I suspect that in the various OO traditions, the basic "prayer rule" is the canonical hours. At least this is the case in the Syriac tradition. The canons on prayer contain references to prayer twice, thrice, or seven times daily as an obligation for clergy and laity; most likely, this reflects the gradual development of the daily office, and the way this has been reconciled is to pray the seven hours in groups of two (evening and morning) or three (evening, morning, and noon) daily.
Outside of Sundays, feasts, Lent, and Holy Week, the daily prayers are in the Book of Common Prayer (Ktobo Daslutho Shehimto
, not the Anglican service book of the same name), a one week cycle of seven daily offices composed mainly of fixed psalmody and/or hymnography. The "monastic" hours are chanted according to the tone of the day, while the "cathedral" hours have an assigned tone that never changes. One can sing all seven offices daily on one's own as done in churches, but there are ways to ease the "burden" (e.g., reading instead of chanting). There are also some "traditional" ways of abbreviating the hymnography so that a one week cycle becomes a two week cycle, and there's less text to get through daily.
That's still a lot of prayer.
When I asked my bishop about the "obligation" of praying the hours, he told me it was binding on clergy and laity, but that the Trisagion, recited at the beginning and end of each hour, was the "core", and so the basic obligation could be fulfilled in a pinch by the Trisagion prayers and the Creed. Many abbreviated prayer books for the laity use this convention, and so the "evening" and "morning" prayers are basically the Trisagion so many times, with some of the fixed psalms, prayers, and hymns of the major hours.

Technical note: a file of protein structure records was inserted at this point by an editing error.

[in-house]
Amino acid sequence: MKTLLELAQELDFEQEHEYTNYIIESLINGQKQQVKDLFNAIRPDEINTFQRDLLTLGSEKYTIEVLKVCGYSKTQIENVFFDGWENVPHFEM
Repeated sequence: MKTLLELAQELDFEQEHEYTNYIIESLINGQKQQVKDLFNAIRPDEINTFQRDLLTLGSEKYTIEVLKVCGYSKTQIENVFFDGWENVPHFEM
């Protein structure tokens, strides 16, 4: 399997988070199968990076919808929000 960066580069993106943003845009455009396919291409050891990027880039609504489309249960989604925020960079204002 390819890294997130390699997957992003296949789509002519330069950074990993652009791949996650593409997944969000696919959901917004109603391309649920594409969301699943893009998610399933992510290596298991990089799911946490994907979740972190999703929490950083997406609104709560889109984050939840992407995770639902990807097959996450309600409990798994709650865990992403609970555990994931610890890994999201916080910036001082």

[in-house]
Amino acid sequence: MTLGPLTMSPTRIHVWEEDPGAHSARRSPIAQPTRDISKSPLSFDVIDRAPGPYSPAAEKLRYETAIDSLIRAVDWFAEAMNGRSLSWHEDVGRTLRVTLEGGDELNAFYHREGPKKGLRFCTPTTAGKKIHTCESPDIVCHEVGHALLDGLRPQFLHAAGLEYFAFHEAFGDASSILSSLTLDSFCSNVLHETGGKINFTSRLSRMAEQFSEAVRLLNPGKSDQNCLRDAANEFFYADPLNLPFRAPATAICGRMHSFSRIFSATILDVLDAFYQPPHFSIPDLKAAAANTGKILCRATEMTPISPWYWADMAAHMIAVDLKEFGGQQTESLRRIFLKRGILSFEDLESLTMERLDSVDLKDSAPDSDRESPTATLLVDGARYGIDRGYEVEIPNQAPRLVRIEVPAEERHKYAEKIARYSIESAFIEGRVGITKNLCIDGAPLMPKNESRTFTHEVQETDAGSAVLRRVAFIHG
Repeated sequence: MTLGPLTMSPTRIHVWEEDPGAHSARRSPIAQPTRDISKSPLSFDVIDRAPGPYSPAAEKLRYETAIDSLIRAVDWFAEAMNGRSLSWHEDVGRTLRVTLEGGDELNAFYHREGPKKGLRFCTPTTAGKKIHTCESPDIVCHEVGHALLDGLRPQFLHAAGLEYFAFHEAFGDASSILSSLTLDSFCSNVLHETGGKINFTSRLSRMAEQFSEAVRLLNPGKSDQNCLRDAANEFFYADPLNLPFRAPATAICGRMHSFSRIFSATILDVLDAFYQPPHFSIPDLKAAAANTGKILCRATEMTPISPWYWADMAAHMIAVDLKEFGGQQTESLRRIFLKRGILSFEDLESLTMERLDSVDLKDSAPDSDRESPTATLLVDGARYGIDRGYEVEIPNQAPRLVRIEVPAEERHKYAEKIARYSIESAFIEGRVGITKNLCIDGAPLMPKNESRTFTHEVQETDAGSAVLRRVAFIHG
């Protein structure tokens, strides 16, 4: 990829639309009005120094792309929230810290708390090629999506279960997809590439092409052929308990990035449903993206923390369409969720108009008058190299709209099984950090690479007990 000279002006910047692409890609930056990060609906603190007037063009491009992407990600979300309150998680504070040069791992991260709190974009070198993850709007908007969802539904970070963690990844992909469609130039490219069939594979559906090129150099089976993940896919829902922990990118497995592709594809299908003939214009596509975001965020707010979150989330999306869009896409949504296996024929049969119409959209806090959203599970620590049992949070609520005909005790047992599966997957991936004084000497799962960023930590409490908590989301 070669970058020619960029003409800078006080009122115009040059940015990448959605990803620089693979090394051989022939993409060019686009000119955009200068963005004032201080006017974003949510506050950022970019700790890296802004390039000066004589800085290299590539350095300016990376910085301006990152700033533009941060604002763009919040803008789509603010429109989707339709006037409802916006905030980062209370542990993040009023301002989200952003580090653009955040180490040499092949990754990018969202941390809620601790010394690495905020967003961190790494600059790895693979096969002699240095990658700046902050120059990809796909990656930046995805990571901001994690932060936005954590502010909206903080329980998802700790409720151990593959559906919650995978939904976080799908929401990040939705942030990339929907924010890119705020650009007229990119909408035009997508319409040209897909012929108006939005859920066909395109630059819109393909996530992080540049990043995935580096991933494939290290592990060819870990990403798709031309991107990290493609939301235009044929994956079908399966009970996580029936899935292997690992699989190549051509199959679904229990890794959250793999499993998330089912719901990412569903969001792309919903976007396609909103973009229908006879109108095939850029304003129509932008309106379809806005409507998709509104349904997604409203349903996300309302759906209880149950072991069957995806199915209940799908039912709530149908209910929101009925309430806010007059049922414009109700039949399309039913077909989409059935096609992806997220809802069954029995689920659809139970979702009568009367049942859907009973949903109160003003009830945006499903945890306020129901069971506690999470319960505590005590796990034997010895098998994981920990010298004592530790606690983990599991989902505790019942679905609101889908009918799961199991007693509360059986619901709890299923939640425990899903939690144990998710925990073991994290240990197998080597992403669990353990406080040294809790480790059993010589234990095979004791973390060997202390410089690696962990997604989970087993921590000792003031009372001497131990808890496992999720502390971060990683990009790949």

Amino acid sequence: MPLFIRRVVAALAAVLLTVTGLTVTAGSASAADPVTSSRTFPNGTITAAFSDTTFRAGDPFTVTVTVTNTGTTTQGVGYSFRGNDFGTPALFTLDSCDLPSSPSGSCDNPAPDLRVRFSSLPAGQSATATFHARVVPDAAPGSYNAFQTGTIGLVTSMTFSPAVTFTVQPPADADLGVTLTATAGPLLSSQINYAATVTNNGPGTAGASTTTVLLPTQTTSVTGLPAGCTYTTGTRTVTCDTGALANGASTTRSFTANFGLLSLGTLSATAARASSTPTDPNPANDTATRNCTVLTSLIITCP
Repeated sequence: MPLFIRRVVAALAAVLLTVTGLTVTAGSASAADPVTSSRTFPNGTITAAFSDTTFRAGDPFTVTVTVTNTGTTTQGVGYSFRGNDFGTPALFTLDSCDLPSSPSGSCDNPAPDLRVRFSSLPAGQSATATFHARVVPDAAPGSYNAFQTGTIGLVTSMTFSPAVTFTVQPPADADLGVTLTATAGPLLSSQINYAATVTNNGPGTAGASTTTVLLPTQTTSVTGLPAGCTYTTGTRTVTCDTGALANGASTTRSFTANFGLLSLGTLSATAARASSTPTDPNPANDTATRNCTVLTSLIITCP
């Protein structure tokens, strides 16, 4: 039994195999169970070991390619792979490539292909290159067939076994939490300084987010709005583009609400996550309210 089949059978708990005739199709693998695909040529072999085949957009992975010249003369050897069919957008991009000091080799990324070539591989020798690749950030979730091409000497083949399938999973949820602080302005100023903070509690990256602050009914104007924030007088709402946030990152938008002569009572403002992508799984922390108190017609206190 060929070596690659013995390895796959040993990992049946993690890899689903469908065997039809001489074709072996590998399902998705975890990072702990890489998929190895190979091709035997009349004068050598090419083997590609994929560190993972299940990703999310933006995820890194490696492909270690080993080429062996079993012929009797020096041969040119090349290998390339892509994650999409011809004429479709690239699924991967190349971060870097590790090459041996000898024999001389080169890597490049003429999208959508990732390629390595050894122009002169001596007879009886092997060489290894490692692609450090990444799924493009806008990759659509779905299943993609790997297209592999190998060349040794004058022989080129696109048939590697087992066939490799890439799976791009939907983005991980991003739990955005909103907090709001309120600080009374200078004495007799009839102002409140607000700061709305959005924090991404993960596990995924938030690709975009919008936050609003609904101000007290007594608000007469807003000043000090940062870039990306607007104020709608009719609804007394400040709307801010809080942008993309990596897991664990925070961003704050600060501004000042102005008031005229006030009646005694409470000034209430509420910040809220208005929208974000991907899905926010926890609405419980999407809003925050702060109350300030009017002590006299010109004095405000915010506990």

Most people use some form of the latter because it's easiest, but there is a growing movement toward the fuller office (and it's coming from the younger generations!). There are, of course, people who find fixed schemes of prayer "boring' and so they do their own thing for "prayer time", but usually they're not getting that from their confessor, but from Evangelicalism.
Personally, I try to stick to the daily offices; when I don't have my own words, the Church gives me words, and when I have my own words, I can still pray with the rest of the Church. I fail a lot in practice; most mornings are a disaster--without coffee and some time to recover from the stress of having to wake up, I can barely summon the required concentration for one Trisagion.
But the day and evening hours are manageable if I am disciplined.
In addition to the daily office, my confessor has advised me to cultivate "personal prayer" by the use of the Jesus Prayer, the reading of Scripture, and prayer in my own words; he left the "how" and "when" to me, so I've had the freedom to figure out what works best. Liturgical prayer feeds our personal prayer, and the relationship we cultivate with God through private prayer enriches our liturgical prayer, making "prayers out of a book" genuinely our own prayer. But honestly, sometimes it's easier to take the "Trisagion shortcut" for the offices and focus more on "personal" prayer (and another trusted counselor has told me that, in certain circumstances, it may be preferable to put aside the canonical hours in favour of this type of prayer). The Jesus Prayer, our own individual prayers, the Psalms, all of these are also found in our tradition and encouraged.
It's good to have a confessor or spiritual father in order to help figure out a game plan that we can stick with; it's also useful to keep in touch with him regarding how it's working out, whether modifications are in order, our own failings, etc. My confessor hears a lot about my laziness and failures in prayer, but he is kind and helps me get back on track. Many have such a person in their lives, but for others confession is, sadly, more of an annual requirement, and so who knows what gets covered when it comes to these sorts of issues.